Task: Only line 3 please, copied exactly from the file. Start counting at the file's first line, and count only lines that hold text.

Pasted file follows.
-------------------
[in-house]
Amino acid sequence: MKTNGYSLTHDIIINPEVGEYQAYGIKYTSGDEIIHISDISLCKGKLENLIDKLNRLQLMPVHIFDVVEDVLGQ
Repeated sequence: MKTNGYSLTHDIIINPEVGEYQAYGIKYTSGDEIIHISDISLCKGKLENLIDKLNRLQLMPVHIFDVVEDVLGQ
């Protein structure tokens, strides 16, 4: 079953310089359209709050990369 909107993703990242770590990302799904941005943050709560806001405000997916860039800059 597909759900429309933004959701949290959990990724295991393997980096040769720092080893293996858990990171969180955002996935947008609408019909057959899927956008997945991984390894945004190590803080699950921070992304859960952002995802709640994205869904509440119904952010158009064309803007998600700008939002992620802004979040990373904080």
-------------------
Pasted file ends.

Repeated sequence: MKTNGYSLTHDIIINPEVGEYQAYGIKYTSGDEIIHISDISLCKGKLENLIDKLNRLQLMPVHIFDVVEDVLGQ